As long as the NHL doesn’t realign their divisions and conferences before the upcoming 2020-21 season, we’re about to see if the Vancouver Canucks recent acquisition, Braden Holtby, can reclaim his dominance of the past en route to becoming the best goalie in the NHL’s Pacific Division.
Within the division is one of last season’s Vezina Trophy considerations, Darcy Kuemper of the Arizona Coyotes – for reference, the Vezina Trophy is awarded annually to the NHL’s goaltender who is “adjudged to be the best at this position”. This award is something that Holtby was awarded in 2015-16 when he and his former club, the Washington Capitals, combined to achieve an astounding record of 48-9.
Also in the division is Robin Lehner of the Vegas Golden Knights, the Calgary Flames recently signed former Canuck Jacob Markstrom, and the division has solid veteran stalwarts Jonathan Quick on the Los Angles Kings and John Gibson of the Anaheim Ducks, and that’s not all, Holtby will also be competing against is on his own teammate, Thatcher Demko, who appears to have the skills to become a franchise starter himself.
Then the remaining two teams in this division have exceptional goalies in Devan Dubnyk on the San Jose Sharks with Martin Jones, who can steal a game here and there and Edmonton has the firey veteran, Mike Smith.
With all these impressive opposing men in the crease (and on the team), how can we prospect Holtby’s potential performance in the Pacific? By looking at a previous example against a very talented well-balanced team, the Boston Bruins.
I’m going to look at an old rivalry between the Canucks and the Bruins to show you if the Holtbeast could beat the Bear, he might be able to slay the Pacific teams too.
Acquiring the Bruin Beater
The reason for opening old wounds from 2011 is that the Canucks addition of a former Vezina Trophy winner and 2018 Stanley Cup champion, Holtby allows them to potentially turn the tide against their division rivals.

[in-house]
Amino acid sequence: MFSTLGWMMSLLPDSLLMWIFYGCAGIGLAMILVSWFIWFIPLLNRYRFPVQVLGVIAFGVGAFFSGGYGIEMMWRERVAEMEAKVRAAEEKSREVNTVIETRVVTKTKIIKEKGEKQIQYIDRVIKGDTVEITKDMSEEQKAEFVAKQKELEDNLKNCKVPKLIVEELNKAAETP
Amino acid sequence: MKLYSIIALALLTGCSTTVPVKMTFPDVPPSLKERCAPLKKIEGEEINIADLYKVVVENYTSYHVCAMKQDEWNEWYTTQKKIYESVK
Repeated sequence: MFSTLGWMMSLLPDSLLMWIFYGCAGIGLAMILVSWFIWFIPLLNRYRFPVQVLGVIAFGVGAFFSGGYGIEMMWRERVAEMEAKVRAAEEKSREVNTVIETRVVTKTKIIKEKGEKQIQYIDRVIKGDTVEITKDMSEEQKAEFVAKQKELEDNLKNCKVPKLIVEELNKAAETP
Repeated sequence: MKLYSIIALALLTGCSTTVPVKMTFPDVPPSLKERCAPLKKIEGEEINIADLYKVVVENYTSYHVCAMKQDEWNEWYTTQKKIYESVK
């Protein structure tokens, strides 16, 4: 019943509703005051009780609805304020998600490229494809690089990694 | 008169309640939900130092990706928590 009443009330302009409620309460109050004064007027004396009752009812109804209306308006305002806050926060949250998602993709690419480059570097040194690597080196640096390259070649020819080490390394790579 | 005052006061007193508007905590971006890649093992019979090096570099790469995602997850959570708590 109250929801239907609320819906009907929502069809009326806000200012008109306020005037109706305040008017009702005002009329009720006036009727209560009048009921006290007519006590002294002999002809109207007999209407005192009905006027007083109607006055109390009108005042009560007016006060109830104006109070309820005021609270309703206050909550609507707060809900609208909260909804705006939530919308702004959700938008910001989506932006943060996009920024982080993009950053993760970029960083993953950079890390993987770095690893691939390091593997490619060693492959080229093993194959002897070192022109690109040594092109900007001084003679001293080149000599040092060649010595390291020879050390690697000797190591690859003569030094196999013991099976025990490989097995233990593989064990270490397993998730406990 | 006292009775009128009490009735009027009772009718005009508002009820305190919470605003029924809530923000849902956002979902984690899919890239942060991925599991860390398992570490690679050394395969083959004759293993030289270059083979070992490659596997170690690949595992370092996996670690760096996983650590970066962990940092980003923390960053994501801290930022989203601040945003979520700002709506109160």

In his career with the Capitals, Holtby possessed an outstanding record against the Bruins of 18-4, which includes 12 straight wins and during the 2014-15 season, not only was he undefeated in three games, but he also shut out the Bruins in all of them.
When Washington extended its mastery over Boston to 14 straight victories, the team had Holtby to thank for many of them. (from ’Braden Holtby, Capitals continue their mastery of the Bruins’, Washington Post, 01/10/2019). At the time, the Capitals were red hot and enjoying a three-game winning streak that extended their four-point lead in the Metropolitan Division. This led former Capitals head coach Todd Reirden to praise Braden’s significant role in their streak while commending the impact he’s had against the Bruins. “He has been definitely a difference-maker,” said Reirden.
During this display of dominance, it encouraged an interviewer to ask Holtby if he was an owner of the Bruins. His response was stone-faced and respectful. He shook his head and let out half a chuckle before declining to stake any claim to actually owning the Boston organization. He added that they (Capitals) played pretty good hockey against them (Bruins), while admitting that although his team has had success against them, they’ve always been good games.
“Just one of those things that seems to just happen, but they’re a fun team to play against, they work hard, they battle especially in the tough areas. That might be why we’re so engaged in the game when we play them, because they play a hard style of hockey every game.”